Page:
Top positive review
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Another pulse-pounding thrill-ride with Darger, Loshak, and a disturbed serial killer!
on March 22, 2018
Reading a Violet Darger novel always feels like coming home to an old friend—we hang out, we drink some coffee, we talk about her and Loshak’s personal lives, we interview victims’ families, we chase down some serial killers—all the stuff you normally do with your friends, except better. More exciting. So exciting, in fact, that I usually stupidly start reading them at ten o’clock at night, thinking I’m just going to check out the first chapter or two before bed, then realize at five in the morning my kindle says I’ve only got ten percent left to go and I can’t put it down, I HAVE to know what happens. The Girl in the Sand was no different. A flock of wild crowbars couldn’t pry this book from my hands. Darn you, Violet, always getting into trouble the second I start to think it might be safe to turn in for the night!
In addition to giving us a glimpse into the lives of our favorite FBI criminal profilers, Darger’s books also help us connect with the most overlooked element in the serial killer equation: the victim. The Girl in the Sand takes this to a whole new level, fully immersing us in Emily’s fight to survive the most feared serial killer in Las Vegas history, Leonard Stump. Emily’s no overpowered protagonist or cliched whore with a heart of gold. She’s just a woman who caught Stump’s eye, the next victim in his inevitable killing spree.
“They always say ‘it could happen to anyone,’ but in a way, I think it’s better said, ‘it actually happens to someone.’ Every awful thing, every tragedy, every nightmare—it happens to someone. A person. A real live human being.” … “This time, it’s us.”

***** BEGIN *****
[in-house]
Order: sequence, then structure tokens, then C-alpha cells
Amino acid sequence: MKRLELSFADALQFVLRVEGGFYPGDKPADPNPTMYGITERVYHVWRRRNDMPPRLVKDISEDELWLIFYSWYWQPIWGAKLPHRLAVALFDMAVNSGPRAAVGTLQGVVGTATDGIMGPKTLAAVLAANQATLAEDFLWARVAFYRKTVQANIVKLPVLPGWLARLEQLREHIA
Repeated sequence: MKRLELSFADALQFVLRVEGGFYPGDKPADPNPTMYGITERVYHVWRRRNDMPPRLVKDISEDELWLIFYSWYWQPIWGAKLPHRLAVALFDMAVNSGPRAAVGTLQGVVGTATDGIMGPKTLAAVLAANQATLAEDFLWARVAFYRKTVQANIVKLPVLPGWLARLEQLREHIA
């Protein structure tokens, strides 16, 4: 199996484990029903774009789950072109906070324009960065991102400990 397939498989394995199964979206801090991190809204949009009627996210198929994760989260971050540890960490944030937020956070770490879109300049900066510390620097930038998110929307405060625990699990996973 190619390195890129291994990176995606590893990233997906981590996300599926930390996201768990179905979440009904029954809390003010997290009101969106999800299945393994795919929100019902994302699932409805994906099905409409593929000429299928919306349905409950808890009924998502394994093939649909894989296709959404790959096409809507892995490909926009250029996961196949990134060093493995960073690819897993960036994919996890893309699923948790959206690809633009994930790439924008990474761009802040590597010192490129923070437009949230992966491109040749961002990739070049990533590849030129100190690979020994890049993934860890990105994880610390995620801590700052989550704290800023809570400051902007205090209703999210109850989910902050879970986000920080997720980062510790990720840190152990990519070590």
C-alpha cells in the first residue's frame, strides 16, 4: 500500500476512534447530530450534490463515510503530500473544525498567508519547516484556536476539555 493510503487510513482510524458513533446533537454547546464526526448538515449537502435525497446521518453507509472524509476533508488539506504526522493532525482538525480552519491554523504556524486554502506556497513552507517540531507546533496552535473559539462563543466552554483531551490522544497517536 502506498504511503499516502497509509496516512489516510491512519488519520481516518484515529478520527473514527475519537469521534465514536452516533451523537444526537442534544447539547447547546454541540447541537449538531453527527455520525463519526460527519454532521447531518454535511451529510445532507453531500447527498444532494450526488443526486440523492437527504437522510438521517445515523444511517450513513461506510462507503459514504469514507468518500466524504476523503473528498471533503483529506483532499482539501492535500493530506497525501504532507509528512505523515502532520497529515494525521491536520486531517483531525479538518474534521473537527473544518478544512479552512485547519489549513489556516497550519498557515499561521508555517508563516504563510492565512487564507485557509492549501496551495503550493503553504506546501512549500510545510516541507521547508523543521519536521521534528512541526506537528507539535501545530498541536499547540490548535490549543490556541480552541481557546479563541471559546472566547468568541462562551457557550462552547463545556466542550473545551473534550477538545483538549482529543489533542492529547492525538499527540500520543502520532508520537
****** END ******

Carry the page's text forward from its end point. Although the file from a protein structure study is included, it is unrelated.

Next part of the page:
While Darger and Loshak are chasing leads and burning cars across Vegas, Emily’s fighting for her survival and her sanity at Stump’s hands. There’s no way she can win, but she keeps fighting because sometimes just not losing is the closest you can get to victory. In a way, that’s both horrifying and inspiring…which is why I have about fifty passages from her chapters highlighted. In addition to writing incredible, action-packed suspense, Vargus and McBain toss off gems of truth like it ain’t no thang to bring the disturbing realities of the world into such sharp relief.
The Girl in the Sand takes everything the Violet Darger stories have been building on, then cranks that to eleven and blows all the speakers. There’s a point during one of Loshak’s chapters where he muses that every desperate act springs from a fatalism in the person committing it. Well, it’s probably a good thing Darger didn’t hear him think that, because it doesn’t get much more fatalistic than that climax or more desperate than Darger’s last stand. If your pulse isn’t pounding by the time the showdown with Stump ends, then you need to see a cardiologist immediately.